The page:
The latest property market data would suggest it is still a great time to be a homeowner. According to the Nationwide building society, average prices rose by 0.1 per cent in November, while the average monthly UK rent was up by 3.5 per cent to £749 a month,
That comes at time when the average property in the UK costs nearly £300,000, according to the property portal Rightmove.
For many would-be buyers looking to get a mortgage, and homeowners looking to remortgage, the reality is less than rosy. The Financial Ombudsman this week highlighted the plight of "mortgage prisoners" – older people stuck with interest-only loan that they are unable to pay off.
It has also received complaints in the past year from mortgage customers considered to be most at risk of failing to keep up their mortgage repayments. They say they have been unfairly pushed on to their lender's highest rate.
But it is not just older or riskier borrowers who have been trapped; even those trying to save for their future are finding themselves unable to remortgage or even move home.
David Baker of the adviser LIFT-Financial said a mix of stricter mortgage criteria, lack of affordable housing and low interest rates had made it harder to get a good deal.
"The Mortgage Market Review, which came in last April, has meant outgoings like school fees and credit cards are scrutinised more than ever," he explained. "Some lenders even look at pension contributions; some clients make huge contributions but from a mortgage point of view that's considered an expense and is deducted when a mortgage affordability calculation is made."
An increasing number of people are also finding it hard to remortgage after a relationship breakdown. Quite often the stricter affordability criteria mean they cannot buy their partner out.
The mortgage prisoner
Lisa Agasse, 49, is a freelance personal assistant and founder of a London Business Network. She lives in east London.
"I got caught out by the endowment scandal, I took out a 25-year mortgage in 1990 and I had to extend it in 2013 because the endowment paid out less than I put in."
Lisa owes around £66,000 and her flat is worth £300,000.
"It sounds like I have options but I am self-employed – and although I have a lot of equity in my flat, it does need modernising. I've been told that my chances of getting a mortgage if I want to move are limited because lenders are much stricter now. Also, if I were to move locally a small two-bed house would cost about £400,000 to £500,000, which I can't afford right now."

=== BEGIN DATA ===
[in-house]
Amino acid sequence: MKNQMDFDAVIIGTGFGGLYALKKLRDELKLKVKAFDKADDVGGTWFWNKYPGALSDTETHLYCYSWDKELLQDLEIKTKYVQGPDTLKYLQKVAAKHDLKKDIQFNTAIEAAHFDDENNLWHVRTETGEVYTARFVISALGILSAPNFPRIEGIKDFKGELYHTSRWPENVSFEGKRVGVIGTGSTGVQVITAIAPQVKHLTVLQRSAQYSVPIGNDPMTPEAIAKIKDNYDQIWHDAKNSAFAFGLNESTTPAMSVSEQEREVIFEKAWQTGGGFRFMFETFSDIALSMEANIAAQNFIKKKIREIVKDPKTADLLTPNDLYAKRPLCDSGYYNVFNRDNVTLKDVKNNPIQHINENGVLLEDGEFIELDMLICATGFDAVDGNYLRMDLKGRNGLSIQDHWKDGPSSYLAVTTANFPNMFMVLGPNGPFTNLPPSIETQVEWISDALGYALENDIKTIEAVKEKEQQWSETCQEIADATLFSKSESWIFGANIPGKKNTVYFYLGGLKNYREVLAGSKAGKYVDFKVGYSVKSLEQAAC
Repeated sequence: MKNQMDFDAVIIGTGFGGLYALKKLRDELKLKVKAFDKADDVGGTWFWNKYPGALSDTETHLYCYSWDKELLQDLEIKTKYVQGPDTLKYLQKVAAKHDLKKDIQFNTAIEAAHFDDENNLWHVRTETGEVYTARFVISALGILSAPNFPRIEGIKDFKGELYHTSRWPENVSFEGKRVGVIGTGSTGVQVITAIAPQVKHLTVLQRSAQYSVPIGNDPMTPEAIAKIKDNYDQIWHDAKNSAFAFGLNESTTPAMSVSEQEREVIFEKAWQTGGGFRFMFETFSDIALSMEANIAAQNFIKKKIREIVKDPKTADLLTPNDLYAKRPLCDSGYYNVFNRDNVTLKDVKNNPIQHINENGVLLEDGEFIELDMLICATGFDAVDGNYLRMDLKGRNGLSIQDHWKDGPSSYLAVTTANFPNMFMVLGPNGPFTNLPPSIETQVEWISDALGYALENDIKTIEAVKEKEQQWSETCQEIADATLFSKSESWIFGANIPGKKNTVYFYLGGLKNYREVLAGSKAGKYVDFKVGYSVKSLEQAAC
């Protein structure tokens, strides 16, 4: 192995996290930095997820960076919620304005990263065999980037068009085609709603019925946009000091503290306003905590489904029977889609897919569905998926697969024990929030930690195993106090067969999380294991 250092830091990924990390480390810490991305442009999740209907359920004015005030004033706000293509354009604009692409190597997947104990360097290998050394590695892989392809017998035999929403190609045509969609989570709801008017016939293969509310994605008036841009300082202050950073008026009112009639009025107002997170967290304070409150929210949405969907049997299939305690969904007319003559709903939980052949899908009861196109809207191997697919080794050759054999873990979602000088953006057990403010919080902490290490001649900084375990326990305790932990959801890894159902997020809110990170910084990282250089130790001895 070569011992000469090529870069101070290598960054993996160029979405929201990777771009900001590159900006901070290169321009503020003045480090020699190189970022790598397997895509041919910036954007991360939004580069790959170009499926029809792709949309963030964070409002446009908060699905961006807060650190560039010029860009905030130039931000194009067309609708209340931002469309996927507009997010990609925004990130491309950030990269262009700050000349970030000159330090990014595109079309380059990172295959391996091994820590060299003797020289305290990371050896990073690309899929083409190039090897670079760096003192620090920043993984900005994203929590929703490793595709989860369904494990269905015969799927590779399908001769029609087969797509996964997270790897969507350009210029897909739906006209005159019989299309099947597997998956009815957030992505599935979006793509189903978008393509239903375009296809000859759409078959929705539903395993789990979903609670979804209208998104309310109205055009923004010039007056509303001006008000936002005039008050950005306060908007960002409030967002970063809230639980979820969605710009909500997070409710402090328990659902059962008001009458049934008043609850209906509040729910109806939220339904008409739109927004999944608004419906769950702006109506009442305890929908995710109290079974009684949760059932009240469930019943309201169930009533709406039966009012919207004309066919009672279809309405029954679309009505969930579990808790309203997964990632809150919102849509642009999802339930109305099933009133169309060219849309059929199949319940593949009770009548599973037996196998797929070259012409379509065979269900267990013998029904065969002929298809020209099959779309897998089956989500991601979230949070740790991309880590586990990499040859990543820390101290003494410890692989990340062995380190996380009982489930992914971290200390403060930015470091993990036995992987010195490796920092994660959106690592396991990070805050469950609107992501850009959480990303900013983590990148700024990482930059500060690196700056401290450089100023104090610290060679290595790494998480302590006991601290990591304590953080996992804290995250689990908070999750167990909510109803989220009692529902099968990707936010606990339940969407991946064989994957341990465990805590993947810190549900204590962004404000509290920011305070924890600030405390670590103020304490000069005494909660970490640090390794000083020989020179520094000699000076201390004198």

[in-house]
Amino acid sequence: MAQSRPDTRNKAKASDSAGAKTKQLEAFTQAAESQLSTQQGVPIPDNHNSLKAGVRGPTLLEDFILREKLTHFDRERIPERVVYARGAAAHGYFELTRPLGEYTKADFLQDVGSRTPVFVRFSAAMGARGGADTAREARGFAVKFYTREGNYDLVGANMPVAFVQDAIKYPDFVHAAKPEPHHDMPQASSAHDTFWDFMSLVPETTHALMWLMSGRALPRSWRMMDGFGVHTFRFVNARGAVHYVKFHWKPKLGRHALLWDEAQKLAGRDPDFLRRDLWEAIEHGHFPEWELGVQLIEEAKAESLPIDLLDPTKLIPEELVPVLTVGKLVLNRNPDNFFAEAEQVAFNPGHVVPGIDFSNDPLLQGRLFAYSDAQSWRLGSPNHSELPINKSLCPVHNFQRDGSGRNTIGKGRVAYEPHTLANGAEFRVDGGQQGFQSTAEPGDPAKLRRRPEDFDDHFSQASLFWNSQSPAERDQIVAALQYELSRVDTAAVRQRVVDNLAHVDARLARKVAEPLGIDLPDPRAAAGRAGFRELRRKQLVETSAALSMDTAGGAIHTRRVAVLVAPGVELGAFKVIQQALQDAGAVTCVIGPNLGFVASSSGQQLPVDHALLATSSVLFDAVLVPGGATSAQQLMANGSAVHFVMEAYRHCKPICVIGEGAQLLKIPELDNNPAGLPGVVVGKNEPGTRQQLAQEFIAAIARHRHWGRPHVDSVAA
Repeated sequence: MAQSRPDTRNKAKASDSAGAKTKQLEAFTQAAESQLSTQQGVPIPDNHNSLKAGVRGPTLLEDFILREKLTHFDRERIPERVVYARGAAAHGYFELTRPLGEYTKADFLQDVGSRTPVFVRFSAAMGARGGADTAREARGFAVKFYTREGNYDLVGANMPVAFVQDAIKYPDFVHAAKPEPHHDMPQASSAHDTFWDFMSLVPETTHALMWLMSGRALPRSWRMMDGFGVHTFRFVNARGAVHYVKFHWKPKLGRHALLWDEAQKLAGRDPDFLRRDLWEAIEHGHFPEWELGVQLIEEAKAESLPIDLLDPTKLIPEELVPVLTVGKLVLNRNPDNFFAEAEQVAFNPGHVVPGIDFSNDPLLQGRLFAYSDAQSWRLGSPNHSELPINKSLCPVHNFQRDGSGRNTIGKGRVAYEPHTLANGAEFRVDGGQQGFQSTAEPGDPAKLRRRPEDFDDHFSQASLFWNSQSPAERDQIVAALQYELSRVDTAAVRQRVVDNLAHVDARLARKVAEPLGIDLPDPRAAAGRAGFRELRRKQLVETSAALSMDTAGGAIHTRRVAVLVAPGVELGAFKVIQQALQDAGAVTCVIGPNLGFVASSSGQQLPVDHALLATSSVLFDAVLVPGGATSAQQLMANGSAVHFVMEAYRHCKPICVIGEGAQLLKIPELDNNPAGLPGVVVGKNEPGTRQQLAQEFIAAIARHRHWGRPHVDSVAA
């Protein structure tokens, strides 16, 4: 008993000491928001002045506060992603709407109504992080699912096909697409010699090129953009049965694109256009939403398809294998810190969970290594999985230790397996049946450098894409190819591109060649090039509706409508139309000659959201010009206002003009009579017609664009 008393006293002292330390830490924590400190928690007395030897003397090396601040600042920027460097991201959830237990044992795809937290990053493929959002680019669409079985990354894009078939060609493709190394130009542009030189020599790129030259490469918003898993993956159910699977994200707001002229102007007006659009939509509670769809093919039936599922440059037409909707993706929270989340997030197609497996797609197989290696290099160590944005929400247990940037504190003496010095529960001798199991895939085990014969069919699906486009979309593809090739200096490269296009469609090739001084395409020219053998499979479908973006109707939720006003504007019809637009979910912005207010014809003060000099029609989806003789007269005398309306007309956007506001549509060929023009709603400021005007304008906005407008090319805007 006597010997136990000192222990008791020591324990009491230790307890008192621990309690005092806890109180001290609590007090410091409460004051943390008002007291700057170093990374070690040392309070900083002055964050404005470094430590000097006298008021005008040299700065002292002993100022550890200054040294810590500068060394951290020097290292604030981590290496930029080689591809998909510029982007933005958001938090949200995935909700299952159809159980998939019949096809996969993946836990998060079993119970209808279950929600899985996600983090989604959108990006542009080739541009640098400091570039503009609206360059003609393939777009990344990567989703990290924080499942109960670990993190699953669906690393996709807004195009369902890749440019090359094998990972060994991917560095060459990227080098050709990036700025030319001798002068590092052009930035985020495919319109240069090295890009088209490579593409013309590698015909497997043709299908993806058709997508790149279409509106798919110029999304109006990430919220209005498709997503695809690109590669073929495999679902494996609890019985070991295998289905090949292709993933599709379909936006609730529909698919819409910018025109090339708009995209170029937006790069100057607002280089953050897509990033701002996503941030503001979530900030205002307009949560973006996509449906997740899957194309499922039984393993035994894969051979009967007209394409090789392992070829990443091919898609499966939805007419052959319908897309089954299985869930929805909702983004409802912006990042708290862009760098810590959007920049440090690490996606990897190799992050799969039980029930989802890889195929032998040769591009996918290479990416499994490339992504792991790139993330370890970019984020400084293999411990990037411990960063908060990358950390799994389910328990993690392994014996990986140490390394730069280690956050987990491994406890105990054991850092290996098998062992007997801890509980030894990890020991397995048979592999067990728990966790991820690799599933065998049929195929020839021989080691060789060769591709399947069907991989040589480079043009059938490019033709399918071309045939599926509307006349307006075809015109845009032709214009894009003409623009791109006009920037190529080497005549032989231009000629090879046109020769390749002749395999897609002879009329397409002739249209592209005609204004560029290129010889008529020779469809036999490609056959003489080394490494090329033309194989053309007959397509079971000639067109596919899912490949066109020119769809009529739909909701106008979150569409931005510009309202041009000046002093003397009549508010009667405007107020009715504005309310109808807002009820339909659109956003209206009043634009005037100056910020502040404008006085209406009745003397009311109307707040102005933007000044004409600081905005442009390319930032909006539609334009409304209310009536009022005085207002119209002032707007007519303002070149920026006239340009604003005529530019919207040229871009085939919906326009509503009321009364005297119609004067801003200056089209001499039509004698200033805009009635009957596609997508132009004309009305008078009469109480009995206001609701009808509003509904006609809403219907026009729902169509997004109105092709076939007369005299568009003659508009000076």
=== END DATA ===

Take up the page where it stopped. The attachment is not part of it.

The rental prisoner
Sarah and her husband Peter both earn more than the national average salary, but an increase in their monthly rent is due to take effect next month, leaving them unable to keep saving for a deposit.
"Childcare bills are £1,000 a month, and after all expenses we have around £400 left to save. We need to move because the state of the rental property is questionable, with damp and a garden falling apart.
"Last month the rent went up from just under £800 a month to £1,100. This means we can now only save £100 a month.
"We would love to move to a cheaper place so we could keep on saving, but in five years the average rent has risen from £500 to £1,000, so we would be paying more for a smaller place. We are stuck – forced to pay more rent to a landlord who can't even be bothered to maintain the property."
The relationship prisoner
Sarah, a solicitor, is desperate to move up the ladder. She lives in a one-bed flat in Kent with her four-year-old daughter. She split with her partner but he still owns half the property.
"A lot of my friends moved out from London to buy bigger homes and to take advantage of good schools. I want to stay but can't afford to buy my partner out. It's heartbreaking as I have limited contact with him for personal reasons.
"When we tried to buy a larger flat a few years ago when I was pregnant, we were beaten to two-bedroom houses by buy-to-let investors. Now, where we live, all the homes are being bought up to rent out."
How to get free of the trap
If you can't remortgage, it's worth paying off your home loan until you hit a milestone "equity" level. For example, if a borrower can get their "loan to value" down to 70 per cent, they could qualify for a lower-cost mortgage. Banks borrow tranches of money at set levels –70 per cent, 75 per cent and so on – so they can pass on the discount to borrowers.
Many people are taking a mortgage until they are 70 to 75 because they are still working. Those wanting to downsize should consider lowering the selling price of their home.
Also, as Mr Baker said, keep your lender in the loop. "If you are splitting up with a partner, your lender can help explain what your options are."
Join our new commenting forum
Join thought-provoking conversations, follow other Independent readers and see their replies